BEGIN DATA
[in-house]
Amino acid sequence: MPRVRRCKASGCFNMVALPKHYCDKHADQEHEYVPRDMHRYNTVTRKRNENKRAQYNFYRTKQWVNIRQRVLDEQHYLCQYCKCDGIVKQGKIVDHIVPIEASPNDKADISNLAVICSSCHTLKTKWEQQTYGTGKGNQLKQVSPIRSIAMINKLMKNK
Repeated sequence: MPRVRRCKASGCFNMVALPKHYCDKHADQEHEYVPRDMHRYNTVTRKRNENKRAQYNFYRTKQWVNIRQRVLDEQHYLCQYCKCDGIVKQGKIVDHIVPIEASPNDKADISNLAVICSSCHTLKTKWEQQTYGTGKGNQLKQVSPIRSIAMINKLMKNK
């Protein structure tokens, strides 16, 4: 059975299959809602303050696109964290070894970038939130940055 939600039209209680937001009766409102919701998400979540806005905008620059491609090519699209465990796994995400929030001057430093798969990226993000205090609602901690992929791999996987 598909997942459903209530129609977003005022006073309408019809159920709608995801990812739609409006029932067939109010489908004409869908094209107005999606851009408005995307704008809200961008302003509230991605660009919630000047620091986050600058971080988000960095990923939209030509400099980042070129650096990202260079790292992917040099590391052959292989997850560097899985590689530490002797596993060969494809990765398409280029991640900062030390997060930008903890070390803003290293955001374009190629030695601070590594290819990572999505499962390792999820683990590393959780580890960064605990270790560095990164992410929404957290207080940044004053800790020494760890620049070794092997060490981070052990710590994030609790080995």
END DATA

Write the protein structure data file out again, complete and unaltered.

[in-house]
Amino acid sequence: MPRVRRCKASGCFNMVALPKHYCDKHADQEHEYVPRDMHRYNTVTRKRNENKRAQYNFYRTKQWVNIRQRVLDEQHYLCQYCKCDGIVKQGKIVDHIVPIEASPNDKADISNLAVICSSCHTLKTKWEQQTYGTGKGNQLKQVSPIRSIAMINKLMKNK
Repeated sequence: MPRVRRCKASGCFNMVALPKHYCDKHADQEHEYVPRDMHRYNTVTRKRNENKRAQYNFYRTKQWVNIRQRVLDEQHYLCQYCKCDGIVKQGKIVDHIVPIEASPNDKADISNLAVICSSCHTLKTKWEQQTYGTGKGNQLKQVSPIRSIAMINKLMKNK
């Protein structure tokens, strides 16, 4: 059975299959809602303050696109964290070894970038939130940055 939600039209209680937001009766409102919701998400979540806005905008620059491609090519699209465990796994995400929030001057430093798969990226993000205090609602901690992929791999996987 598909997942459903209530129609977003005022006073309408019809159920709608995801990812739609409006029932067939109010489908004409869908094209107005999606851009408005995307704008809200961008302003509230991605660009919630000047620091986050600058971080988000960095990923939209030509400099980042070129650096990202260079790292992917040099590391052959292989997850560097899985590689530490002797596993060969494809990765398409280029991640900062030390997060930008903890070390803003290293955001374009190629030695601070590594290819990572999505499962390792999820683990590393959780580890960064605990270790560095990164992410929404957290207080940044004053800790020494760890620049070794092997060490981070052990710590994030609790080995």